PARIS – There is a common nostalgia for buying hats in a hat shop, gloves in the glove shop and bread in a bakery. Only the last one has really survived the onslaught of modernity with it’s super-and hyper-markets. The local bakery even has little chance of being toppled by any new concept, as people love their local boulangerie, which not only makes good bagettes and patisserie, but on top of that the owner tends to be nice to you. And that is where you see the rest of the local commerce go down the drain. Nobody in Paris wants to live in a strictly residential area but keeping those awkward local shops alive is becoming a communal pain. These shops have little to offer, are populated by a rude staff and worst of all, generally do not have a stock of what ever it is they claim to sell. We have reached a stage where we seem to buy there out of charity!
In my neighbourhood, we have a great curiosity called the La Quincaillerie, which sells doorknobs and handles on boulevard St Germain, with atrocious opening hours to discourage any potential customer. As it so happens, I was in the market for them and had walked in. They have a surprisingly limited selection -given the concept of the shop- but amongst their designer wares, I found some beautiful painted porcelain doorknobs. On the day I would need them, I walked over to the shop to pick them up. Of course it does not work that way with a local shop, and I was told that I would have to wait FIVE weeks for them to arrive! That was of course out of the question. If you would have to wait for weeks for EVERY item you need as you are renovating your apartment, you will never finish! Walking home, I was left wondering what the concept of that store was as I could do better myself – why not just order them directly from China, they will get them here faster than that. (On the internet, myfab.com is a fun consumer experiment.) Or just go to one of the big chains, which actually have something to sell.
Everybody can conjure up a story of their own such as the one above, but the thing is, these local shops are almost all outdated. A painfully limited choice should be shameful. Not having a stock should lead to not having any sales. Rude staff should lead to snubbing. People are too nice to these little shops, keeping them afloat on a customer unfriendly concept. I was at the IKEA today, arriving too early and with goods to be returned. We were welcomed at the door to let us know they were still closed, they held on to our goods while we were offered a free coffee in their restaurant. All that with free parking, smiling staff and dirt cheap interior design which was all in stock! A similar experience the week before at the DIY chain Leroy Merlin. These places are, of course, in the suburbs and require a car to get there with time to burn a traffic jam.
People are not only nostalgic for old school shops, which have long stopped being an emblem of craftsmanship and style, but also the services industry has taken on the transformation. Many people say they miss the little cinemas. Today they only subsist on the left bank, with most of them in the Latin Quarter. The rest of the city has multiplex cinemas. Do not pity them. Although an evening spent wandering through the old crooked streets of the left bank, with a little red plush cinema showing a black-and-white Marcello Mastroianni movie sounds divine, the reality is not quite up to it. My local cinema, the Cinéma du Panthéon, has been around since 1907, still looks great and has a tea room co-designed by nobody other than Catherine Deneuve(!). But the lounge is only open till six (!?) and the cinema, although they try, seems to have films lingering on for months on end, and the staff…. Is it really that great to go the old, little screens?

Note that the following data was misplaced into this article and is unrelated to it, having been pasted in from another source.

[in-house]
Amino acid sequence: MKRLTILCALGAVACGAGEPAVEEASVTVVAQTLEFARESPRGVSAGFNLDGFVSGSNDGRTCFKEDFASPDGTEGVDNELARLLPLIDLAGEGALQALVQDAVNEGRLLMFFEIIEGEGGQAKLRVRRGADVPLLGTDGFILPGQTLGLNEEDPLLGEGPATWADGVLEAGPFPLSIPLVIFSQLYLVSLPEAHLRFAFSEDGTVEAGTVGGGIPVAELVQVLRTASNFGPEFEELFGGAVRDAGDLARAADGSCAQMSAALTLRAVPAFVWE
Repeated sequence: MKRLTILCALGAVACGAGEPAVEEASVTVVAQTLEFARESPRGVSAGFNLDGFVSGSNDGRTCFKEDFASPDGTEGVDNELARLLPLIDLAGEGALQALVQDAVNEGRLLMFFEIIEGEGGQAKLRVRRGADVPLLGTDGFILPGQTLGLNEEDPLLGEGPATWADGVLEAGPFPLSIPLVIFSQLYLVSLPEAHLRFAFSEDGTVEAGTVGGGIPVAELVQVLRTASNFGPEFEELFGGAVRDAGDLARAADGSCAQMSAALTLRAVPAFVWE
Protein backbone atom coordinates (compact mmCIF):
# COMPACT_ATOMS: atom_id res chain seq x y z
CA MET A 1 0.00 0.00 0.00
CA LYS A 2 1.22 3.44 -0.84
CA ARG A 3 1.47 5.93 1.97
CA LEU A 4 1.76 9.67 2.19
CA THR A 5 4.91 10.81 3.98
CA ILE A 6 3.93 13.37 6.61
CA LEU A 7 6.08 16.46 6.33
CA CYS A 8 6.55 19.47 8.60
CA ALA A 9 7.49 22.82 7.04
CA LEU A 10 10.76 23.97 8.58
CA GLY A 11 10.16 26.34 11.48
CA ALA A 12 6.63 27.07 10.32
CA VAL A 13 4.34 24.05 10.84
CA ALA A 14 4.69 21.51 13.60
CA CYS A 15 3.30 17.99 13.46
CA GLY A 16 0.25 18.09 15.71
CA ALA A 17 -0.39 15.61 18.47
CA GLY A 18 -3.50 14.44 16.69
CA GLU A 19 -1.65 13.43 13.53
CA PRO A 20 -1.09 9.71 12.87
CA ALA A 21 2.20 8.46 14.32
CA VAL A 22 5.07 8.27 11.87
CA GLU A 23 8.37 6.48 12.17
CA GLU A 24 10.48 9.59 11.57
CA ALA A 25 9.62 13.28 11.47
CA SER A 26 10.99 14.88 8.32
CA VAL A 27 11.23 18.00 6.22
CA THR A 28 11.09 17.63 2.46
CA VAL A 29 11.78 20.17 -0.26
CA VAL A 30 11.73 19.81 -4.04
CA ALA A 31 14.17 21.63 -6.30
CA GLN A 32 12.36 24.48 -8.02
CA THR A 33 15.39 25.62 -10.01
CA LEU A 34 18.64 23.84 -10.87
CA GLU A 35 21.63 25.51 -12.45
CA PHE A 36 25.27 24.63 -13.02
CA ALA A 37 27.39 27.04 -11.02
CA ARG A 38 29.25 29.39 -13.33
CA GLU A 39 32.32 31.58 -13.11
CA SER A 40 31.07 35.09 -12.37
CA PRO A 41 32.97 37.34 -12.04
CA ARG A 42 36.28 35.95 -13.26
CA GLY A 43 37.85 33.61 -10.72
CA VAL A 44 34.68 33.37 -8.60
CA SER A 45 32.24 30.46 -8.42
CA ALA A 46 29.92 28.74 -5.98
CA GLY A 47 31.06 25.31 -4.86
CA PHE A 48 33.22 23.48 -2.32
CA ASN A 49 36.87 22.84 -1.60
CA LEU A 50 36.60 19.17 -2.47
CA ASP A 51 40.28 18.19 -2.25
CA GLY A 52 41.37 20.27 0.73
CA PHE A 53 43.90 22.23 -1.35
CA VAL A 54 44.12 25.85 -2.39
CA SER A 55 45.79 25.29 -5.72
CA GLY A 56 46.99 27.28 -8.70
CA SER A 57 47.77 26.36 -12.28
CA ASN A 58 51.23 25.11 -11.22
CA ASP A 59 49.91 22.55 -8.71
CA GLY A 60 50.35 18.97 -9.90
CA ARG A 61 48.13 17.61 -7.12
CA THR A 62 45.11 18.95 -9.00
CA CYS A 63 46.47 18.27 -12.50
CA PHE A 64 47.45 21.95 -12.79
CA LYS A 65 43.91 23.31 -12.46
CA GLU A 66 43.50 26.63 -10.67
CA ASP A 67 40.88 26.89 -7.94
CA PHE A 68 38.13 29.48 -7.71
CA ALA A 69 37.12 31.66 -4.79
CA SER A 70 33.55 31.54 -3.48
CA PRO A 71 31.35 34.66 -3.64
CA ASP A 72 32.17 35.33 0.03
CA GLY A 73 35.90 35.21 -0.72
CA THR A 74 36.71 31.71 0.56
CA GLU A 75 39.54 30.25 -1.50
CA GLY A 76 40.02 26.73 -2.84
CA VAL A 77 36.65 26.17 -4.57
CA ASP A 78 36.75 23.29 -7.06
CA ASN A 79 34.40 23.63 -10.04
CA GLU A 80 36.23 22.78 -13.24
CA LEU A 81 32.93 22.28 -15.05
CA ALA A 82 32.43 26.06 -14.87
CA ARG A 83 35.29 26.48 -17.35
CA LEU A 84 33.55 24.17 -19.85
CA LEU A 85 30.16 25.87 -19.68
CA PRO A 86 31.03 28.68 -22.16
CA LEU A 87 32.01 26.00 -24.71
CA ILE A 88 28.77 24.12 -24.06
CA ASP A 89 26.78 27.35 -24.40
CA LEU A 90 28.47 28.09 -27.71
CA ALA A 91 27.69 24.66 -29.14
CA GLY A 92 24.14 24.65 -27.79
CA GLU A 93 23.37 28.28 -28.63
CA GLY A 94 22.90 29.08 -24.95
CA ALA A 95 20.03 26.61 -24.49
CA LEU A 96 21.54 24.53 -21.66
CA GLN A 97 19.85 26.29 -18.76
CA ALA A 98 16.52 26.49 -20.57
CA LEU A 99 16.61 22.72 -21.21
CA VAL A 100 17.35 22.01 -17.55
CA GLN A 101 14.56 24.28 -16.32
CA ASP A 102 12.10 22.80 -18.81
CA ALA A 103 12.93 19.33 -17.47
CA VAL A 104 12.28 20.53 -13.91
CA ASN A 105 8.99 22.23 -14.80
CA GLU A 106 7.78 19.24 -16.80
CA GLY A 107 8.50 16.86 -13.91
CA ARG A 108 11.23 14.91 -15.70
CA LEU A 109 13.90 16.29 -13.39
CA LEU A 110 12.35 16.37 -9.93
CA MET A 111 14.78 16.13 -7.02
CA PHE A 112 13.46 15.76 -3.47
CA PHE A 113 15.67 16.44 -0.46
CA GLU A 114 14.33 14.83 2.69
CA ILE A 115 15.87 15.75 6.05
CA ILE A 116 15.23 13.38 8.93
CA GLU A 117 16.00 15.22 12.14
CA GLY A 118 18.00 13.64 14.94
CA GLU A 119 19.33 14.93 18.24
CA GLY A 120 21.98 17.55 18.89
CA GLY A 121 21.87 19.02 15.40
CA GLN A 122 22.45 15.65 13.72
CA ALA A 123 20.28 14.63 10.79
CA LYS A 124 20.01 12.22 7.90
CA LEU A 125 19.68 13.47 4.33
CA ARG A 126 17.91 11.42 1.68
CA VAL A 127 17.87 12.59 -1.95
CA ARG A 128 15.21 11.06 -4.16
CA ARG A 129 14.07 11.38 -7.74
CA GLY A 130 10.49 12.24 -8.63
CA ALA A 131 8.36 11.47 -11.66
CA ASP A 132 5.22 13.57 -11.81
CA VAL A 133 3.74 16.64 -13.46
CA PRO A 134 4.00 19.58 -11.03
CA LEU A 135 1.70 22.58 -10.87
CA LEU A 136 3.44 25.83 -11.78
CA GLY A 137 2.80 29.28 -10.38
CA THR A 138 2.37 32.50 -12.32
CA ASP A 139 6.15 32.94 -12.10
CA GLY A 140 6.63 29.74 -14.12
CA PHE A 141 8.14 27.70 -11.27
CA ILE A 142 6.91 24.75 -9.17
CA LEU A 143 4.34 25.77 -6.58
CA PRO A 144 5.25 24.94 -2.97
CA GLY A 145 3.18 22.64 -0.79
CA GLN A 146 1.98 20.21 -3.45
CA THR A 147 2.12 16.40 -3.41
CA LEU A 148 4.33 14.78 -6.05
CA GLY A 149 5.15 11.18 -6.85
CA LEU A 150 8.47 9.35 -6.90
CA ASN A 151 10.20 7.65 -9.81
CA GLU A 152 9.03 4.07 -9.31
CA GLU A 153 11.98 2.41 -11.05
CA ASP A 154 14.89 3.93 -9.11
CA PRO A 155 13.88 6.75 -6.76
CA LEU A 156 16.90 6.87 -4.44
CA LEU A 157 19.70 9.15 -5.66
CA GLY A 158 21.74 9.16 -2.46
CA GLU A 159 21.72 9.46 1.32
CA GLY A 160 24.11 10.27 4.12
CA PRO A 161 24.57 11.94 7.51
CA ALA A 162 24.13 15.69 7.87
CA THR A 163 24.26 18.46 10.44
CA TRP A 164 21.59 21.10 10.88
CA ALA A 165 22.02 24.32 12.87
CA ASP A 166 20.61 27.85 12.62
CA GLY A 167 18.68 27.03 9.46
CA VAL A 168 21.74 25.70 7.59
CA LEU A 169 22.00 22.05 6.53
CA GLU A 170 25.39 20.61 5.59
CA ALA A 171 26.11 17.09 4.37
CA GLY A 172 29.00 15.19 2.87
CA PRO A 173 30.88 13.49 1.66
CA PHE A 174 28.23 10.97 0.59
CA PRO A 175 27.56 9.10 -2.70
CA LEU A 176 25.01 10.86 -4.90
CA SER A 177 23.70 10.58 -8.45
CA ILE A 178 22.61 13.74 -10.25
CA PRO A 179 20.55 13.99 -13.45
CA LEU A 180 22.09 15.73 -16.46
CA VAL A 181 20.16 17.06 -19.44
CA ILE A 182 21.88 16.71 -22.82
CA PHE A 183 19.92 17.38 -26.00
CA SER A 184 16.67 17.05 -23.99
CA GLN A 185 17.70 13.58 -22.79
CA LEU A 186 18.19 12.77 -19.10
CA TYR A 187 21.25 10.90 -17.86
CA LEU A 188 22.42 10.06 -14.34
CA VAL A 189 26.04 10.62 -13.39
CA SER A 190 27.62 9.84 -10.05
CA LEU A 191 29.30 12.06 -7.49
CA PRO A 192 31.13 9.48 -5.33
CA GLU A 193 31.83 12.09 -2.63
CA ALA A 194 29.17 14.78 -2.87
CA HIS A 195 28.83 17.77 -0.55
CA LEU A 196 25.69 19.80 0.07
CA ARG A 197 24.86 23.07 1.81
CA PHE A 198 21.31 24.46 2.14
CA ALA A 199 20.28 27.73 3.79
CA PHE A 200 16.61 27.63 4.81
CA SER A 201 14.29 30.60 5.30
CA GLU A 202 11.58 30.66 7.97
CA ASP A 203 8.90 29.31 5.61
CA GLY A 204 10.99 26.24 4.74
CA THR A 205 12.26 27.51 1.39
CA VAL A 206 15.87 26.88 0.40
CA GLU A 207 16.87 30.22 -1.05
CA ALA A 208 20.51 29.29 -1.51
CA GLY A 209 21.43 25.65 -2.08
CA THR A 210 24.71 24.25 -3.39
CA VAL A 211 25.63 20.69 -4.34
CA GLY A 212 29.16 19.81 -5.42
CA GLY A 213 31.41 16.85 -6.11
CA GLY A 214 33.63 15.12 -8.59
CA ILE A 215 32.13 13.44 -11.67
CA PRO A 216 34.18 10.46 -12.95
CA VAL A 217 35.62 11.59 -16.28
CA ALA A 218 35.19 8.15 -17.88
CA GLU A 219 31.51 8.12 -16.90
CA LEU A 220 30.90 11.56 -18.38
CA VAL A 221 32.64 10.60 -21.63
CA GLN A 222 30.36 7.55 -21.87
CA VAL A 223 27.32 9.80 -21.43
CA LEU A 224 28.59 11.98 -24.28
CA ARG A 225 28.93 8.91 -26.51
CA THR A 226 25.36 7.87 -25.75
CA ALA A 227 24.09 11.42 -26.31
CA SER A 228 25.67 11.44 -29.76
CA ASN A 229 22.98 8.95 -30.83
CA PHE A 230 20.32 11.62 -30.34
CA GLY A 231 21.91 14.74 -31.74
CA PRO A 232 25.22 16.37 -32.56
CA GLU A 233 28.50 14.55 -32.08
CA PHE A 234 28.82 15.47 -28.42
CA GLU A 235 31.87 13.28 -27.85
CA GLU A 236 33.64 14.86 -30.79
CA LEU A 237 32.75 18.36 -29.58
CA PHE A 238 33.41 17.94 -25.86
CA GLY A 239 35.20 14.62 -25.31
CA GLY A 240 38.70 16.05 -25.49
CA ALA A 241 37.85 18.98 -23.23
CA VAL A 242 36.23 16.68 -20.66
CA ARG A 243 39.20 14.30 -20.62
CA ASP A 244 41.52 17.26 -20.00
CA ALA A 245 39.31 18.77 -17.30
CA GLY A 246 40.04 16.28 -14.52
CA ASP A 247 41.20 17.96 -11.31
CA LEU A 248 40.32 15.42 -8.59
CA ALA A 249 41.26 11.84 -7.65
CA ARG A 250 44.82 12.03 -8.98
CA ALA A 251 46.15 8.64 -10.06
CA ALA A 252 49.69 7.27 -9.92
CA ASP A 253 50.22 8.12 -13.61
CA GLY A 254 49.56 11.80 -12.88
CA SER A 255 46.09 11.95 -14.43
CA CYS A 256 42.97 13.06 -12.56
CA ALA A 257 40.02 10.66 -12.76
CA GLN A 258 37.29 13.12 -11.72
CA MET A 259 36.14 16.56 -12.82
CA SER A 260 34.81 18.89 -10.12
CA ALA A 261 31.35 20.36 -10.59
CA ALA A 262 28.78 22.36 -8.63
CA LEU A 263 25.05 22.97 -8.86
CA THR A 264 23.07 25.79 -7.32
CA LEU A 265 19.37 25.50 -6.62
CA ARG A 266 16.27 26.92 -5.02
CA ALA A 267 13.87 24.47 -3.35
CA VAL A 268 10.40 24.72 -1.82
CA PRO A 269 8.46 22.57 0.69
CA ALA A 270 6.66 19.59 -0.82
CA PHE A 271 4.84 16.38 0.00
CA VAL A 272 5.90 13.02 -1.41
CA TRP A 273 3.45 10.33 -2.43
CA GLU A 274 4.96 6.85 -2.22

When you think of the MK2 multiplex cinemas, which offer super screens and sound, chairs for two (so you can lay one against the other), or one which features a little boat from one to the other (Quai de Seine) and a stunning lights-in-the-water terrace view, and one which features a design restaurant and an immaculately stocked bookshop (MK2 Bibliothèque), what is more attractive? They offer a wide choice of films, which, let us not forget, is the whole point of going to a cinema. It is hardly surprising that they are doing so well. If the small cinemas want to survive, they should be fighting as the big ones do to find their added value. The embarrassing truth is, that as with the shops, audiences are often just people who wish them well, rather than those that just want to be there. People are too nice.
At some point or other, we are going to have to accept that consumer business should survive or fail based on the applicability of the services they offer. A shop which has nothing to sell, or a cinema which has nothing to show does not need nostalgia aid, but a change of management. The little shops and cinemas should be thankful for the kindness of their audiences, but that will not continue forever. We all know you are subpar. You presumably know that you are subpar. And someday our generosity will falter. Perhaps in times of financial crisis… Learn to be nice from the boulangerie, learn to sell something from the successful. We might forgive you for the pain you put us through. We might.